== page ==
• Innophos Holdings, a company on the New York Stock Exchange, announced in 2018 its decision to stop purchasing products from Nutrien's plant in Baton Rouge, Louisiana “as part of Innophos’ commitment to overall social responsibility and good corporate stewardship”. The decision was important in Nutrien's decision to stop the imports.
     

Companies that have ended such long-term contracts include also Lifosa (Lithuania/Russia), Tripoliven (Venezuela), Monomeros (Colombia), Impact (Australia) and FMC Corp (USA/Spain). The Australian company Incitec Pivot, which has imported for decades, has never made any announcement on halting the trade, but WSRW has observed that it has not received any such cargo since December 2016.

OCP bonds are traded at the Irish Stock Exhange, but have been excluded from the portfolios of numerous international investors. Several dozens of institutional investors are known to have divested from importing companies and to have removed OCP from their portfolios over the exports and trade. The Norwegian goverment pension fund alone has excluded several hundreds million dollars of shares, for ethical reasons.  

The German/Spanish company Siemens Gamesa plays an important role in servicing the Bou Craa mine's infrastructure. Also, Worley and Caterpillar provide services to the operation. Important decisions were made in 2020 by both Epiroc, and Continental to not continue their supplies to the mining operations. Epiroc had supplied mining equipment, while Continental had supplied rubber systems for the conveyor belt. 

Several shipping companies have renounced from continuing shipments from Western Sahara after learning about the ethical and legal aspects of the trade, such as Spar Shipping, Jinhui, Golden Ocean, Ugland, Arnesen, R-Bulk, LT Ugland and Belships. Danish shipping company Maersk made sure to terminate the former involvement of German group Dr.Oetker. 

A UN delegation that visited the formerly known Spanish Sahara in 1975, as part of the de-colonialization of the territory, stated that “eventually the territory will be among one of the largest exporters of phosphate in the world”. According to their assessment, a free Western Sahara would become the second largest exporter, only beaten by Morocco. However, only a few months later, Morocco invaded Western Sahara. In recent years, the phosphate rock exports from Bou Craa have amounted to around 10% of Morocco’s total rock export. Bou Craa annual production has varied between 1 to 2 million tonnes the last decade, contributing substantially to finance the occupation of the territory and the depletion of the mine.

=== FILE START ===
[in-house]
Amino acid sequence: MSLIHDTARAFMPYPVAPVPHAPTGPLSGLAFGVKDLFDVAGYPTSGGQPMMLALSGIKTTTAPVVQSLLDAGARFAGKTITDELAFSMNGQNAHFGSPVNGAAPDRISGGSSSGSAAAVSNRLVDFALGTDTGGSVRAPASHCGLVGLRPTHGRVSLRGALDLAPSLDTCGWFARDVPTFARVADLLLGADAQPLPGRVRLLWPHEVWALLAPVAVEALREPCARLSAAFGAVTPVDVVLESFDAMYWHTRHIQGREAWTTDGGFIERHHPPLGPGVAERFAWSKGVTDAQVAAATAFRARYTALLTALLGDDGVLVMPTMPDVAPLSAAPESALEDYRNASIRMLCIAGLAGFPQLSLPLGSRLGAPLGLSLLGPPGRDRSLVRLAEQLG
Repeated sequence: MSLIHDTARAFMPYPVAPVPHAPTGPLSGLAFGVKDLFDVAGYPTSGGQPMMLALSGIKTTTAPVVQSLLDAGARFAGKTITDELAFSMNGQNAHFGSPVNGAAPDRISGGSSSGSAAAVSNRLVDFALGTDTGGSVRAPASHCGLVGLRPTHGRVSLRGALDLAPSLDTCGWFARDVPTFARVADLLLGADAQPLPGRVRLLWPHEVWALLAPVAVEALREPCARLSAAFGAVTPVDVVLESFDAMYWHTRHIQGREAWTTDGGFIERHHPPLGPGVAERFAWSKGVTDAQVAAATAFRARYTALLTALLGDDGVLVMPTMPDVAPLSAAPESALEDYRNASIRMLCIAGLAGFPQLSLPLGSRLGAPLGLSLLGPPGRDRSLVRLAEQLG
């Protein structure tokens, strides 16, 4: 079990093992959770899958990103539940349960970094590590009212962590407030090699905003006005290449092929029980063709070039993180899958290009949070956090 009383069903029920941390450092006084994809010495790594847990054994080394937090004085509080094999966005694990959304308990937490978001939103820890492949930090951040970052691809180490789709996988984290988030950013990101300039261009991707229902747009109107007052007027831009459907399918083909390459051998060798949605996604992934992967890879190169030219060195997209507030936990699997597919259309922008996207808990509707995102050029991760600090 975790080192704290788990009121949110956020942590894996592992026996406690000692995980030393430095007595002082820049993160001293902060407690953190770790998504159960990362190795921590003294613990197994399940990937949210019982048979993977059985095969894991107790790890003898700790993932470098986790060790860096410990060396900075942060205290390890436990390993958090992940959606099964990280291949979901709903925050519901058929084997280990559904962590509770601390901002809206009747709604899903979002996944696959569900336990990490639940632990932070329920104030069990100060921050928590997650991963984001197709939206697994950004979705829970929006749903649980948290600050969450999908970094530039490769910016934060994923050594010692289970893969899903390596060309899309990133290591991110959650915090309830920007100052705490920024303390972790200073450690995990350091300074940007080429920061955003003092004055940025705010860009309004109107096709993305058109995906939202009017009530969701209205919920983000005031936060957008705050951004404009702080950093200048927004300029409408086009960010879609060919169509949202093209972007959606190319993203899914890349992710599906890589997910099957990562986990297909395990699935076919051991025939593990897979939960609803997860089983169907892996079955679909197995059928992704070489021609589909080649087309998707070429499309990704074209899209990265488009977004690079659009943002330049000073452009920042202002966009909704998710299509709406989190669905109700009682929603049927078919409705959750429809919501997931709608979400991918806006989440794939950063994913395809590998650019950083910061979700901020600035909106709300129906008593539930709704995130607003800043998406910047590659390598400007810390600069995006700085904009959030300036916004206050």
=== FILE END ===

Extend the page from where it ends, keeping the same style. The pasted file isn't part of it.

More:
Morocco controls around three quarters of the phosphate reserves globally. Most of its exports take place from Morocco proper, while the Bou Craa mine in the occupied territory constitutes only a minor part of the OCP's overall operations. Yet, in a Saharawi perspective, the trade is of enormous importance.   

 

New report: Western Sahara phosphate trade halved

The export of phosphate rock from occupied Western Sahara has never been lower than in 2019. This is revealed in the new WSRW report P for Plunder, published today.

24 February 2020

New report on contentious Western Sahara phosphate trade

Morocco shipped over 1.5 million tonnes of phosphate out of occupied Western Sahara in 2017, to the tune of over $142 million. But the number of international importers of the contentious conflict mineral is waning, WSRW's annual report shows.

25 April 2018

New report on Western Sahara phosphate industry out now

Morocco shipped 1.93 million tonnes of phosphate out of occupied Western Sahara in 2018, worth an estimated $164 million, new report shows. Here is all you need to know about the volume, values, vessels and clients.

08 April 2019

New report on global phosphate trade from occupied Western Sahara

Over 200 million dollars worth of phosphate rock was shipped out of occupied Western Sahara last year, a new report from WSRW shows. For the first time, India is among the top importers.

25 April 2017